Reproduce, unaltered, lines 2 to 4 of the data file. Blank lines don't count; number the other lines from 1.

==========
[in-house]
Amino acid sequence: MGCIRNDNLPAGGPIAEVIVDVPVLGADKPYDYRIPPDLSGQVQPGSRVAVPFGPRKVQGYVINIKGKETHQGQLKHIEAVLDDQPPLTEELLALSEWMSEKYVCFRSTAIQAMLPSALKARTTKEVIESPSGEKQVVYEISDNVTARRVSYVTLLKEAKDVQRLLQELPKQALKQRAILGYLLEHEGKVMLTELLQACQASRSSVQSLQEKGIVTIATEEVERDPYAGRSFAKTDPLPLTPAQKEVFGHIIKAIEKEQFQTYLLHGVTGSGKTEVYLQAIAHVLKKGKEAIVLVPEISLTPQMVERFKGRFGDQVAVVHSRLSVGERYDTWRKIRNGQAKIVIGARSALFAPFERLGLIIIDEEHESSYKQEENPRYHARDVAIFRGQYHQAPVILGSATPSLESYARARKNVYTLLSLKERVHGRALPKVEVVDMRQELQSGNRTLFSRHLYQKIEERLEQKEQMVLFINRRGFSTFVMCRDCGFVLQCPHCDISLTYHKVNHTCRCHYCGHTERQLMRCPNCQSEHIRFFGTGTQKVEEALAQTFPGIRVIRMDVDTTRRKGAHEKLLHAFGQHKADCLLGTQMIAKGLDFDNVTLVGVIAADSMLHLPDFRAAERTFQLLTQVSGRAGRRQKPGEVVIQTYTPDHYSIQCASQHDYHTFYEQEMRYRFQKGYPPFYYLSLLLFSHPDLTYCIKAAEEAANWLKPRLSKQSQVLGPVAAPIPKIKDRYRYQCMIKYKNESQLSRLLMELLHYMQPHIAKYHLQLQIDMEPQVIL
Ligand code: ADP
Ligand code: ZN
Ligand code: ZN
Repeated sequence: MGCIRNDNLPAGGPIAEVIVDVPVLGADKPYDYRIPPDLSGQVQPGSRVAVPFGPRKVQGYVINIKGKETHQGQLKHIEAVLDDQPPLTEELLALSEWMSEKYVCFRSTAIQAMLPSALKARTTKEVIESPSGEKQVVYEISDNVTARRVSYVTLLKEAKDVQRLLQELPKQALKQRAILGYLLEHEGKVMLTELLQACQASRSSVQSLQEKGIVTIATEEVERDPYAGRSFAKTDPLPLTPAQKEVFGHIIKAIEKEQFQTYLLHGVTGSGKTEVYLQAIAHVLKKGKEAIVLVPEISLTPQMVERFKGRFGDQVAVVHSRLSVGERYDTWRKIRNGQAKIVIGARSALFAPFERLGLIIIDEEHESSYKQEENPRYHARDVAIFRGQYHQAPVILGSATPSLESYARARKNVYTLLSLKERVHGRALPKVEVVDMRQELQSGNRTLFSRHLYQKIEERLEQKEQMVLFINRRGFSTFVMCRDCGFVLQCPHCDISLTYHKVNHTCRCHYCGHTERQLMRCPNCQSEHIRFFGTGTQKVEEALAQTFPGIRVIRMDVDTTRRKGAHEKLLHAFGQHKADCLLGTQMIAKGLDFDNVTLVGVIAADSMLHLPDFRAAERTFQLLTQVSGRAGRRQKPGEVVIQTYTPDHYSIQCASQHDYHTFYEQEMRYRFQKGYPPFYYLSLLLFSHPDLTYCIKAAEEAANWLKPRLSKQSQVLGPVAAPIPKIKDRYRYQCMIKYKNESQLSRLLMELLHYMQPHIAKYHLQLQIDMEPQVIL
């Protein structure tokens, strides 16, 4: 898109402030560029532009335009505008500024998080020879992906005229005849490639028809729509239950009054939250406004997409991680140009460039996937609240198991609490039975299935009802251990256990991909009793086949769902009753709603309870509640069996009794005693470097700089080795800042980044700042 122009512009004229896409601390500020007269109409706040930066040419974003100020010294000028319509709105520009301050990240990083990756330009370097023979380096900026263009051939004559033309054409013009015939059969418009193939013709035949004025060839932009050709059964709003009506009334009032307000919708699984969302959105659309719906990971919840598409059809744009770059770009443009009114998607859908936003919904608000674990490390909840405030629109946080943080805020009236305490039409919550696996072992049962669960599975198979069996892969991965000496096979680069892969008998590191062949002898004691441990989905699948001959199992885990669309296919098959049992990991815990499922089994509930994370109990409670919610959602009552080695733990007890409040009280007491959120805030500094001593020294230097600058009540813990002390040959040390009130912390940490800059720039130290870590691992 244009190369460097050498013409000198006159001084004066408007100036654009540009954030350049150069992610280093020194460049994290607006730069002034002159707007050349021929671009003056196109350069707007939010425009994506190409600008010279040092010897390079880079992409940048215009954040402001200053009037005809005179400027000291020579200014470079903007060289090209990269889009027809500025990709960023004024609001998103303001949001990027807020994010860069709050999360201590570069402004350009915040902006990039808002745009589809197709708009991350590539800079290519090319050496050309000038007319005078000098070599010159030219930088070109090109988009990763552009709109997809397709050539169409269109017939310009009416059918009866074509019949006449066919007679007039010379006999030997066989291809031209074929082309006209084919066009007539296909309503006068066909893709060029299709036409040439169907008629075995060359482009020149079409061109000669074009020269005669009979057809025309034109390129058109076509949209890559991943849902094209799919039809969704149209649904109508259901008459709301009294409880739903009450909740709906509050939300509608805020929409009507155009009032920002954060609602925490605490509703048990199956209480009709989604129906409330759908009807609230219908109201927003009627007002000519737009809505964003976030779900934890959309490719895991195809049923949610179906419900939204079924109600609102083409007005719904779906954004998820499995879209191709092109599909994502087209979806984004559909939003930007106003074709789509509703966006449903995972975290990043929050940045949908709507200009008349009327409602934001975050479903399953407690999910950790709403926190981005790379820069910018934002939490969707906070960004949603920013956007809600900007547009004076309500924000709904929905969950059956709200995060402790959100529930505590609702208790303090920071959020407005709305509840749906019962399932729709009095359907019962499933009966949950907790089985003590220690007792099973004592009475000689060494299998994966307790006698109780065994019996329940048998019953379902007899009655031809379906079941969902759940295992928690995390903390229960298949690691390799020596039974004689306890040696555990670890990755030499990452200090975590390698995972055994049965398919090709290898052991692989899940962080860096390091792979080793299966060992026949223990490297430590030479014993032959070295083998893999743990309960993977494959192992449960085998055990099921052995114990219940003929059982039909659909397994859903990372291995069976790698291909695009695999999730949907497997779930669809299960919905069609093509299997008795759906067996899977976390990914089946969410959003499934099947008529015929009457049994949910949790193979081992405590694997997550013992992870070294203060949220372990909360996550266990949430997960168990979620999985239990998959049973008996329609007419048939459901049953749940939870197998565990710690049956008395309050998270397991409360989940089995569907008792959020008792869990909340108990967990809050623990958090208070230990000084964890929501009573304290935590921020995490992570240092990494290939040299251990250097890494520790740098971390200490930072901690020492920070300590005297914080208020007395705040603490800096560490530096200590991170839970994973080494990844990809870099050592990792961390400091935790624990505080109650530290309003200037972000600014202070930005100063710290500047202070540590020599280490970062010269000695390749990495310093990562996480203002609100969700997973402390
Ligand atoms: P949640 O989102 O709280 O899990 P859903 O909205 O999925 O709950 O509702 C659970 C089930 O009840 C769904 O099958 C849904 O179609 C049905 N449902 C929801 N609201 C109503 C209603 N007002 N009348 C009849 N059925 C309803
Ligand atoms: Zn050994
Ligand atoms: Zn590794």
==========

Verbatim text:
Amino acid sequence: MGCIRNDNLPAGGPIAEVIVDVPVLGADKPYDYRIPPDLSGQVQPGSRVAVPFGPRKVQGYVINIKGKETHQGQLKHIEAVLDDQPPLTEELLALSEWMSEKYVCFRSTAIQAMLPSALKARTTKEVIESPSGEKQVVYEISDNVTARRVSYVTLLKEAKDVQRLLQELPKQALKQRAILGYLLEHEGKVMLTELLQACQASRSSVQSLQEKGIVTIATEEVERDPYAGRSFAKTDPLPLTPAQKEVFGHIIKAIEKEQFQTYLLHGVTGSGKTEVYLQAIAHVLKKGKEAIVLVPEISLTPQMVERFKGRFGDQVAVVHSRLSVGERYDTWRKIRNGQAKIVIGARSALFAPFERLGLIIIDEEHESSYKQEENPRYHARDVAIFRGQYHQAPVILGSATPSLESYARARKNVYTLLSLKERVHGRALPKVEVVDMRQELQSGNRTLFSRHLYQKIEERLEQKEQMVLFINRRGFSTFVMCRDCGFVLQCPHCDISLTYHKVNHTCRCHYCGHTERQLMRCPNCQSEHIRFFGTGTQKVEEALAQTFPGIRVIRMDVDTTRRKGAHEKLLHAFGQHKADCLLGTQMIAKGLDFDNVTLVGVIAADSMLHLPDFRAAERTFQLLTQVSGRAGRRQKPGEVVIQTYTPDHYSIQCASQHDYHTFYEQEMRYRFQKGYPPFYYLSLLLFSHPDLTYCIKAAEEAANWLKPRLSKQSQVLGPVAAPIPKIKDRYRYQCMIKYKNESQLSRLLMELLHYMQPHIAKYHLQLQIDMEPQVIL
Ligand code: ADP
Ligand code: ZN